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Matriculation 2013

School of Medicine

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Aug. 16, 2013 - The journey to becoming a physician and to navigating the changing landscape of health care will require mastering more than the facts of science and medicine, keynote speaker Robin Deterding, MD, said at Friday's matriculation ceremony.

Successful doctors will develop a "humanism GPS" to navigate changes, she told 160 new MD students in the CU School of Medicine class of 2017 on the Anschutz Medical Campus, where students received their first white coats and stethoscopes.

"The rate and magnitude of change is happening faster than at any time before in medicine," she said, listing three "huge tectonic plates" altering the medical field:

  • Health Care reform to help improve the delivery and quality of care.
  • Information technology to allow health care professionals to analyze data like never before.
  • Molecular science breakthroughs to redefine how diseases are managed and cured.

"All of these will be part of your career," she said. But, she cautioned, something important can get lost in the midst of so much change. As the medical field becomes more complicated and intricate, patients sitting in the center of those shifting plates and can become confused, fearful and forgotten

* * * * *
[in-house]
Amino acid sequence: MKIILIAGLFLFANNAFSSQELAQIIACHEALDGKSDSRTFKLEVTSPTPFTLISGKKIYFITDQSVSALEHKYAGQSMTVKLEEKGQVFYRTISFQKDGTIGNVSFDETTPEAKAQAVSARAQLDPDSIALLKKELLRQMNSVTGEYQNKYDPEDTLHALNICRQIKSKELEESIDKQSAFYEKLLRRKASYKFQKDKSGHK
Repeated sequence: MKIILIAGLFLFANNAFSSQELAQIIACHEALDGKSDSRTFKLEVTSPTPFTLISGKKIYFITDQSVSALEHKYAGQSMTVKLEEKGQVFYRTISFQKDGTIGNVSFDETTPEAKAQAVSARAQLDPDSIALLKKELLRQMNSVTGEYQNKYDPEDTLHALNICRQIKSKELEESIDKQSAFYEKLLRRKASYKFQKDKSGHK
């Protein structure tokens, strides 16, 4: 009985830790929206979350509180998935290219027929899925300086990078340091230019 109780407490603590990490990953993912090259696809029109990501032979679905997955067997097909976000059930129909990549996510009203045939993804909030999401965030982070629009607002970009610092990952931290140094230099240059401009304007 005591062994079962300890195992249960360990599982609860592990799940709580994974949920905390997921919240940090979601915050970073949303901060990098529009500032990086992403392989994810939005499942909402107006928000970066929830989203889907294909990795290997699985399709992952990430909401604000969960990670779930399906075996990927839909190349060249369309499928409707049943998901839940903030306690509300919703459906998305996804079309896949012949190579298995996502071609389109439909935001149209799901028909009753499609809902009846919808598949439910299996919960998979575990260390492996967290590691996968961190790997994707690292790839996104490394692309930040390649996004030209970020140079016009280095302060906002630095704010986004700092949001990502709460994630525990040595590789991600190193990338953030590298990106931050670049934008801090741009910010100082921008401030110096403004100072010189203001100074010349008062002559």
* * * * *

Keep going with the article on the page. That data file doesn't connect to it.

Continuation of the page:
Humanism GPS doesn't come from books but from experience dealing with patients and colleagues. "It will tell you the right way, the wrong way, when to change directions or to go full-speed ahead.  It's important as medicine becomes more complex, to ask yourself 'How do I feel about that?'"

It's easy to get distracted. She cited a recent study that showed medical interns spend just 12 percent of their time with patients. "They spend more time with their computers than patients," she said. 

Deterding recalled a patient she met while a third-year student in the obstetrics block. It was a busy night, and she was assigned a young woman in labor with her first child. No family or friends were there to support her. 

"She became my patient. I stayed the entire time. In between contractions we talked about her, where she came from, what she hoped for her child, and she asked questions about me." 

Deterding helped deliver the woman's daughter and later came by to check on her.

"What she told me shocked the heck out of me. She asked me 'Do you know what I'm going to name her? Robin, after you.'"

The knowledge base new students will gather in the next four years is crucial, but the richest part of her practice comes from listening and being there for patients. 

Developing humanism GPS starts now, she said, "not in three years or when you become a doctor."

The field of medicine offers extraordinary opportunities - "half are opportunities that we can't even imagine," Dean Richard Krugman told first-year students.

Most will see three to five career changes; students will practice in hospitals, small and large practices, community clinics. Those who go to developing countries will be practicing medicine "close to what I was trained on in the '60s." he said. One CU graduate is working in the space program figuring out how to keep astronauts healthy on the long trip to Mars. 

"You can practice medicine in almost any century you choose," he said.